This year is no exception. Now in its 21st run, the program has fielded an outstanding class of fellows representing a wide range of professional expertise. The 2017-18 class includes a former U.S. Congresswoman, a current U.S. Foreign Service officer, the president of a popular local news media and cultural outlet, and an advocate for children’s rights.

“We are particularly proud of this group of Senior Fellows in part because it’s one of the largest groups of new and returning fellows,” Dean Gary Segura said in his opening remarks at an Oct. 26, 2017, welcome breakfast marking the kickoff of the 2017-18 Senior Fellows. “We are overwhelmed by your generosity. More importantly, we are overwhelmed by your willingness to share some of your valuable time with the next generation of leaders in Los Angeles and beyond. And, I mean by that, the 575 young people that make up the student body of the Luskin School of Public Affairs.”

Among the returning Senior Fellows is David Carlisle, president and CEO of Charles Drew University of Medicine. Carlisle, who also is an adjunct professor at the David Geffen School of Medicine at UCLA, served as keynote speaker for the gathering at UCLA’s Faculty Center.

“This is one of the most wonderful activities that I do every year … and I look forward to coming back because of the interaction with young people that this program provides,” Carlisle said to Luskin student mentees, faculty, staff and guests.

In his presentation, Carlisle, who has served as a Senior Fellow since 2007, stressed the continued importance of the mentor program. In an economic sense California is experiencing a “golden age,” Carlisle said. But “we are still challenged by meeting demands cultivating personal capital in the state of California and the United States … human capital. And, there are too many places in our state where people are still challenged to participate fully in the economic engine that is the state of California.”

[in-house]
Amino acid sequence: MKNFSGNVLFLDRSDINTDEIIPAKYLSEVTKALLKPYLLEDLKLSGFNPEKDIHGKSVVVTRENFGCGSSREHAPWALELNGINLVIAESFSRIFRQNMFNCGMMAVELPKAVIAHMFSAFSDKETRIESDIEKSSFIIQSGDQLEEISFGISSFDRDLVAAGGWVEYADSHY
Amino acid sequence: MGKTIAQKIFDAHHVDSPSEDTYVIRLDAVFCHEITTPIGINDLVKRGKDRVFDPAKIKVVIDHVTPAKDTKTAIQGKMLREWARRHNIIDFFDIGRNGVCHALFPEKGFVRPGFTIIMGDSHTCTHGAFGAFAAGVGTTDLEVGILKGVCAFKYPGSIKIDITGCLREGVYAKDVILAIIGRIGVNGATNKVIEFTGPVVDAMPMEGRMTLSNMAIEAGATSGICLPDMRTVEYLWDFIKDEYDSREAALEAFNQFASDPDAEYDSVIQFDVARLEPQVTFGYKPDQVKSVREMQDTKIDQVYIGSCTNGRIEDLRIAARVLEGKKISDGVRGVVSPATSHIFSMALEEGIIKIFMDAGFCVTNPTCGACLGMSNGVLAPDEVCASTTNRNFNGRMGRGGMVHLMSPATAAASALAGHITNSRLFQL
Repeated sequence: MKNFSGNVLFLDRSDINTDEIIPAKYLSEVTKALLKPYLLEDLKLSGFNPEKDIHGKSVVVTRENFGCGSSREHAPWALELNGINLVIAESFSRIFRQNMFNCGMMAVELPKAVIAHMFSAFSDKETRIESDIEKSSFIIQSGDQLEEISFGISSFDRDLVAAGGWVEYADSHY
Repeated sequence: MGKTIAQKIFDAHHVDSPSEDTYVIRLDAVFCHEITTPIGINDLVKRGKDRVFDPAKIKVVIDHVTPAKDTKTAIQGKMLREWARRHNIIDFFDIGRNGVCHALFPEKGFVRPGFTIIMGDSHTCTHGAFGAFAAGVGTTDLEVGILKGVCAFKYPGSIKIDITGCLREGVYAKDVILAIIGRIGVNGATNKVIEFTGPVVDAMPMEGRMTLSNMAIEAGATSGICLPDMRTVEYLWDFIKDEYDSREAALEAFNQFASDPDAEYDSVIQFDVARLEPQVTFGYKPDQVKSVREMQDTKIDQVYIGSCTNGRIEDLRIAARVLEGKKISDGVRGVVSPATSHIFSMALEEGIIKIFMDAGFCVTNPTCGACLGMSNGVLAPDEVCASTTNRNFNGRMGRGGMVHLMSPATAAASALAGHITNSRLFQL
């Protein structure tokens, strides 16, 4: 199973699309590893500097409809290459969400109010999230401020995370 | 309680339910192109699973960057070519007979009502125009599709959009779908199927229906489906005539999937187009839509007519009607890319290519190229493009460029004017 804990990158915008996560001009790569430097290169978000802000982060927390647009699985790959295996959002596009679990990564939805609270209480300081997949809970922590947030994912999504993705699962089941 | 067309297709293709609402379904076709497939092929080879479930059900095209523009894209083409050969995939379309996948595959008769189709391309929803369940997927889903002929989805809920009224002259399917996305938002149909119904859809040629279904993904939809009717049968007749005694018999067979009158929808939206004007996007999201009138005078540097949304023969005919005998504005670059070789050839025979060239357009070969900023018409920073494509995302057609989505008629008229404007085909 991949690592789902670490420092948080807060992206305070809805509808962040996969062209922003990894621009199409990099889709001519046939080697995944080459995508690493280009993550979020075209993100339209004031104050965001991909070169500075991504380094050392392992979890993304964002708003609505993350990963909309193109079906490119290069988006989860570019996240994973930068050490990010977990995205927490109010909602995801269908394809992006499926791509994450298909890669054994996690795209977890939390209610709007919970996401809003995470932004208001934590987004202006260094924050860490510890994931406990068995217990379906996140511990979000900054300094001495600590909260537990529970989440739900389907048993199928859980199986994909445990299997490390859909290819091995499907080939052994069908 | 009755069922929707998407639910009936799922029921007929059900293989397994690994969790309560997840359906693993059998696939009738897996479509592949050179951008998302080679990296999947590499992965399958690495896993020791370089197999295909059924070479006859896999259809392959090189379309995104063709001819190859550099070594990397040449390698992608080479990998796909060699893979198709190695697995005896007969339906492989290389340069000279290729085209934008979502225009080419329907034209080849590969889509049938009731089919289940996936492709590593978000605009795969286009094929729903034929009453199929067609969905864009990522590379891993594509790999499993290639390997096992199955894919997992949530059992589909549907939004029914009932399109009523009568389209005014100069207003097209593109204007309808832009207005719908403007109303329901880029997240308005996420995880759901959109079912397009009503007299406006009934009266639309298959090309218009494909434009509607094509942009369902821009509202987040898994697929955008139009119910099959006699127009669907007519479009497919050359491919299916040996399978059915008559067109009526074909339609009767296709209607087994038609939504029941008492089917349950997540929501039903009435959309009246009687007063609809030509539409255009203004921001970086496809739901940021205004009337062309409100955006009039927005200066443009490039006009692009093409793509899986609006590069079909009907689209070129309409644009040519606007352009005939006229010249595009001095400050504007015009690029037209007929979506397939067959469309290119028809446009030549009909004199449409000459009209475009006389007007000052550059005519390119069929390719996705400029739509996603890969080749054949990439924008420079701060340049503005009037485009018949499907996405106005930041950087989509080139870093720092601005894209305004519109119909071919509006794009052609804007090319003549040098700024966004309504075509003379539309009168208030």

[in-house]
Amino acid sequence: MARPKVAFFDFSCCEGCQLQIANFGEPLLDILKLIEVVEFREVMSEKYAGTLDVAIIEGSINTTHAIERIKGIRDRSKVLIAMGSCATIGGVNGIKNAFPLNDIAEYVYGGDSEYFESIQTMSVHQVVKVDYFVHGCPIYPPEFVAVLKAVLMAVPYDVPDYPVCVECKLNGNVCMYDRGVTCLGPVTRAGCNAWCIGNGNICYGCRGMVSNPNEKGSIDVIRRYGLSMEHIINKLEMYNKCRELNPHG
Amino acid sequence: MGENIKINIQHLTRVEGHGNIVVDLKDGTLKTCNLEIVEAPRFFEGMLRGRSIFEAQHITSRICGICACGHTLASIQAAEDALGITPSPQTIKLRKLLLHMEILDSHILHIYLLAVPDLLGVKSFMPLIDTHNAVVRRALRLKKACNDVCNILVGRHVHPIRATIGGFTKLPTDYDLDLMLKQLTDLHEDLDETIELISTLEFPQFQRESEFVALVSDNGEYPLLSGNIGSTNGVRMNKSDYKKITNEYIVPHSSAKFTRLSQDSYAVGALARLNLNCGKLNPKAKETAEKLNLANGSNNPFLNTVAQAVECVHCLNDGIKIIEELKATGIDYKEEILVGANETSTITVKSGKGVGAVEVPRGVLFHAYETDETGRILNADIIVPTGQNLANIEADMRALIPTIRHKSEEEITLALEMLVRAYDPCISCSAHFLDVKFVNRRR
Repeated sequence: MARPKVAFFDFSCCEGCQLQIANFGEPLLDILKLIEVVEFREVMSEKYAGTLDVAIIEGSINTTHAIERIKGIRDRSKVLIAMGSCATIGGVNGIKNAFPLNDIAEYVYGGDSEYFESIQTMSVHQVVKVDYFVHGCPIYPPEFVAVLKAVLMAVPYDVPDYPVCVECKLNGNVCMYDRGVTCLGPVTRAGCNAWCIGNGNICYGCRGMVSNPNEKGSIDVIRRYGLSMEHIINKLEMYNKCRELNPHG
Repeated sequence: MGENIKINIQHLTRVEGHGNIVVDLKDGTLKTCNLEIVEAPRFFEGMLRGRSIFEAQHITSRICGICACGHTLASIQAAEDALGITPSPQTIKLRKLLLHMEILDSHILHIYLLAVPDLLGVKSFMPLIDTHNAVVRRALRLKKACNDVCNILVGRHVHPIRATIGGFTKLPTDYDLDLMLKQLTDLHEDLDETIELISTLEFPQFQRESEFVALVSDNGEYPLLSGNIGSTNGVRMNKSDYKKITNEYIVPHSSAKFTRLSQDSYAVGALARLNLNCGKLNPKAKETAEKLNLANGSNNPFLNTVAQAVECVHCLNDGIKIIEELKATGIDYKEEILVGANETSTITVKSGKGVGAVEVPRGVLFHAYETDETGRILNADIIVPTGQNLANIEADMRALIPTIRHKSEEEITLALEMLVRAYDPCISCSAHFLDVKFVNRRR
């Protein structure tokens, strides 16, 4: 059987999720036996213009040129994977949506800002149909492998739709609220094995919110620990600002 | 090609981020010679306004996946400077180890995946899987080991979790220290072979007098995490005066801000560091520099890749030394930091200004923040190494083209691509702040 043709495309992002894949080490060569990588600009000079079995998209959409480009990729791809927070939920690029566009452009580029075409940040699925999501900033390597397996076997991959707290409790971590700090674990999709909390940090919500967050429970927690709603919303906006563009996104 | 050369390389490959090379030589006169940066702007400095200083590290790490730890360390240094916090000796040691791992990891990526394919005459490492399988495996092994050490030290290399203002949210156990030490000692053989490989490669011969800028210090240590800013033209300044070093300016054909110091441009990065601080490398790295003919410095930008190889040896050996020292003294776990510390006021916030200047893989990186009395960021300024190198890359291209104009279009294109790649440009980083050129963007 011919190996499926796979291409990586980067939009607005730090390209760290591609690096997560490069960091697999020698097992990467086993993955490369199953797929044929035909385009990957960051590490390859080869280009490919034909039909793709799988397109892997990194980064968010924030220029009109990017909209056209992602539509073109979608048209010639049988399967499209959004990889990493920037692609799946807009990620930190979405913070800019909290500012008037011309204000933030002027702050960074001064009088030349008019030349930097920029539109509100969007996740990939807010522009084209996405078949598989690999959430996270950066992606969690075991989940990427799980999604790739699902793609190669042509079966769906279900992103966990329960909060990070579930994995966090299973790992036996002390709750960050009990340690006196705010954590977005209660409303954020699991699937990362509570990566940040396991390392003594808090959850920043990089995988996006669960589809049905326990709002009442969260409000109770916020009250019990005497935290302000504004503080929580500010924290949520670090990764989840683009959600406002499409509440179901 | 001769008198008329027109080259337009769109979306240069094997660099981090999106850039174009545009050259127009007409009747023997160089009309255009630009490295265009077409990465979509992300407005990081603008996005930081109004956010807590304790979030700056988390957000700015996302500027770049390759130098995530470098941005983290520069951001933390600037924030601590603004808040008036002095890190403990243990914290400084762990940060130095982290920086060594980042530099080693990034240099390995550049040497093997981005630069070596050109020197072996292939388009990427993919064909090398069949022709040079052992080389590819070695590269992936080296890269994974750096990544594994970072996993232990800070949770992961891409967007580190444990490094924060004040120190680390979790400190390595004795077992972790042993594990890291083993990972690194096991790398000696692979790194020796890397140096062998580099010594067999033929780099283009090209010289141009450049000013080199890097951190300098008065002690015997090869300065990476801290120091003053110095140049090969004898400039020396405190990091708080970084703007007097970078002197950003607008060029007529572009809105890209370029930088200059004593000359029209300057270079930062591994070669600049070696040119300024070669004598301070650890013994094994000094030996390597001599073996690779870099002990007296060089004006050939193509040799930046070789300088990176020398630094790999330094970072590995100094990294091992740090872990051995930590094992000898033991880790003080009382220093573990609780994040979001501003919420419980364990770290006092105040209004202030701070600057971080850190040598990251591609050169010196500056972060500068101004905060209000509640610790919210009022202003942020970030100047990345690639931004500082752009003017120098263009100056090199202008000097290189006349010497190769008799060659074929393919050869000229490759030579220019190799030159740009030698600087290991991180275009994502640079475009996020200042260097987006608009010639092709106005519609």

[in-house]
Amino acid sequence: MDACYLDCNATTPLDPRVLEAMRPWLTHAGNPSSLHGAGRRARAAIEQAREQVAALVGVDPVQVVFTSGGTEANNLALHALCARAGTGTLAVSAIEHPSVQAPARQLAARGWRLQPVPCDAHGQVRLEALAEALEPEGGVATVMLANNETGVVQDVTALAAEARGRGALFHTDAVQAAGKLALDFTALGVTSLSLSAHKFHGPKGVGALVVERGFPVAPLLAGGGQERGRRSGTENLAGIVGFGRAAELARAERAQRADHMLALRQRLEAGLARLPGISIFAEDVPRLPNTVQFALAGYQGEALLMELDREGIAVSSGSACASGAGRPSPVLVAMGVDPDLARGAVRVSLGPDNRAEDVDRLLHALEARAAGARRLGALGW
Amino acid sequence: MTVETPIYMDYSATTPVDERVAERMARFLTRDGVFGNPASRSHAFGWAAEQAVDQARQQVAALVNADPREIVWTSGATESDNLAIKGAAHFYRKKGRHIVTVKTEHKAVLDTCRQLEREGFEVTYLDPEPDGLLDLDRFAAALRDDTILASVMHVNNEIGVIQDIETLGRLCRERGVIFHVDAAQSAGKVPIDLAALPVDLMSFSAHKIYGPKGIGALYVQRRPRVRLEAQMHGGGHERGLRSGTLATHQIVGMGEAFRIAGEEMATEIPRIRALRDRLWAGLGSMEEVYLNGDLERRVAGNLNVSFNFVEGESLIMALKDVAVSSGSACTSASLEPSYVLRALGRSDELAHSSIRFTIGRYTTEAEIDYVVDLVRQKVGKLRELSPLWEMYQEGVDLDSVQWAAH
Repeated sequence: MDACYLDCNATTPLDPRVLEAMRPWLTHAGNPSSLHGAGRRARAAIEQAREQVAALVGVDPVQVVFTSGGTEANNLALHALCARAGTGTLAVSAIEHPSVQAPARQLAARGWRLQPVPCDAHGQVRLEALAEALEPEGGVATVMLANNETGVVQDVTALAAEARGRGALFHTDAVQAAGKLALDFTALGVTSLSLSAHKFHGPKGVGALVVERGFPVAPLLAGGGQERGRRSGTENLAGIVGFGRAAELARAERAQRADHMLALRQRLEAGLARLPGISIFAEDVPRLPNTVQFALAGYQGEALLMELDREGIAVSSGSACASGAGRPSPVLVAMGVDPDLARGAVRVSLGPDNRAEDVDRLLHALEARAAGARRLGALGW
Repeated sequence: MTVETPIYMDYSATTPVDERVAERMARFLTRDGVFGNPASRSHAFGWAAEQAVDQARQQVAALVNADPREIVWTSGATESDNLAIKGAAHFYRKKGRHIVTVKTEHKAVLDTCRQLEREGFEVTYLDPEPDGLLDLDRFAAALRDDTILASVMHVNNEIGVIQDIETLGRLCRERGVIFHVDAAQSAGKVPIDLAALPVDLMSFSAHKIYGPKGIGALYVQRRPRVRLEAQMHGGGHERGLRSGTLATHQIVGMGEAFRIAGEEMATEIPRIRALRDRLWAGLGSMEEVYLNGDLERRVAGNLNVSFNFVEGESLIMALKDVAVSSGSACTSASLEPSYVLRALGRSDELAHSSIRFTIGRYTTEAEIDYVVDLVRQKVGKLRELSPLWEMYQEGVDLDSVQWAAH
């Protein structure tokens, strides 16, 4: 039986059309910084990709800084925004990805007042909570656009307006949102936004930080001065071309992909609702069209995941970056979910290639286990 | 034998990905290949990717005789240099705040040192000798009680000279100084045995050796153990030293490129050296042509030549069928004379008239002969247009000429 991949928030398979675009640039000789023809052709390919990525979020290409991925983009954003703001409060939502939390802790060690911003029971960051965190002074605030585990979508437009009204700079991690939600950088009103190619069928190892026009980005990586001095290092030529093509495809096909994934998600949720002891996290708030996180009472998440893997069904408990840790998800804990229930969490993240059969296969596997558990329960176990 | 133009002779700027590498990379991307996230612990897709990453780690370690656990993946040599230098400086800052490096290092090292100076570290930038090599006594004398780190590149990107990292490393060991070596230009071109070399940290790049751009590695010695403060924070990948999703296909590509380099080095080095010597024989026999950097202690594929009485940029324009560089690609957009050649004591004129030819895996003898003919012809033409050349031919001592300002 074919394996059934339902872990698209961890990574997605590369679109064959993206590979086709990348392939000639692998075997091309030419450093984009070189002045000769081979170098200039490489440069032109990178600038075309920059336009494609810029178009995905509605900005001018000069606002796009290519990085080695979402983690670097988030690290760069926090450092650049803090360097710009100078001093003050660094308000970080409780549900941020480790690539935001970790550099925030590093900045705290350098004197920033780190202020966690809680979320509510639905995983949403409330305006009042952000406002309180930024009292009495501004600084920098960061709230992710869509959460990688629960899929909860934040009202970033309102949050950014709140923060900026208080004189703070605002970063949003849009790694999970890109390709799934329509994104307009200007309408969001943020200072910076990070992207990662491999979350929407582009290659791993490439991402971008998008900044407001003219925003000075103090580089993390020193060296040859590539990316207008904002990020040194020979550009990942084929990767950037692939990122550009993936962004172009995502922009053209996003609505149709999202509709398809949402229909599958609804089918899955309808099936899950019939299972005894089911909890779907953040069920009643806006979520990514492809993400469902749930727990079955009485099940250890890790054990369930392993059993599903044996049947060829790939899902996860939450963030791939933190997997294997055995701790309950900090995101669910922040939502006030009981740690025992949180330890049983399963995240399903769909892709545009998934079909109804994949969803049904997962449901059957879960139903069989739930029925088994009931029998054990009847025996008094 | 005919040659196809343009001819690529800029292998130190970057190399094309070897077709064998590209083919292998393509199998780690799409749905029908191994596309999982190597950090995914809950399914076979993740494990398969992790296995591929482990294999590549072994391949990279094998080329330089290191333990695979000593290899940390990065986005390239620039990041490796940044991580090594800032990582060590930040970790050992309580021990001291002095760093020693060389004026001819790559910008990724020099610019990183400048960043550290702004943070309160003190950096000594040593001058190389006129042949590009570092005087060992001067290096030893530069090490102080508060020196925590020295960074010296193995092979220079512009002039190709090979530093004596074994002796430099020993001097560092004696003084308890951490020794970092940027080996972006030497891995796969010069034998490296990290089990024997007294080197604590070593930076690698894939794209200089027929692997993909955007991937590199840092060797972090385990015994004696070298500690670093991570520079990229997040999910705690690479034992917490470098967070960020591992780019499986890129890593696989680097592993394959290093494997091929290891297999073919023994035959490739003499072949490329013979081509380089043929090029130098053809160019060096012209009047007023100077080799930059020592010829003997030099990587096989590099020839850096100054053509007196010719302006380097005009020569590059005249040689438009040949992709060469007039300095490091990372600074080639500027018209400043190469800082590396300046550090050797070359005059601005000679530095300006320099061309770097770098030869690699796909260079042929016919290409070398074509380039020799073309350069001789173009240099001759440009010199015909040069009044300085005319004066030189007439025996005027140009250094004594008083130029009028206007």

For second-year Master of Urban and Regional Planning student Sonia Suresh, an interest in affordable housing development and working with homeless populations led to her choice of Anita Nelson as a Senior Fellow mentor. Nelson is the CEO of SFO Housing Corporation, a Los Angeles-based organization committed to providing housing and support services for homeless and low-income people.

“We had a great conversation on our backgrounds and interests, as well as the type of affordable housing her organization builds,” said Suresh, who is also a member of Planners of Color for Social Equity at UCLA Luskin. “We have set up a day for me to shadow her and her development team.”

Second-year Master of Public Policy student Bei Zhao and first-year urban planning student Alexander Salgado were partnered with returning fellow Steven Nissen, senior vice president, legal and governmental Affairs, for NBC Universal.

Zhao, a native of China who has worked in investment banking in Beijing, said that the breakfast and mentor program provided the opportunity to talk about participants’ backgrounds and professional experience. She said she was amazed by Nissen’s experience bridging the private, public and nonprofit sectors, “which is also the direction I want to build for my own career.” Zhao said she hopes to apply her public policy and finance experience in the public sector of a nonprofit organization.

Nissen and his mentees have already planned on continuing their conversation. “At the end of the breakfast, he invited us to visit NBC Universal for further meetings … which shows his generosity for the future generation,” Zhao said.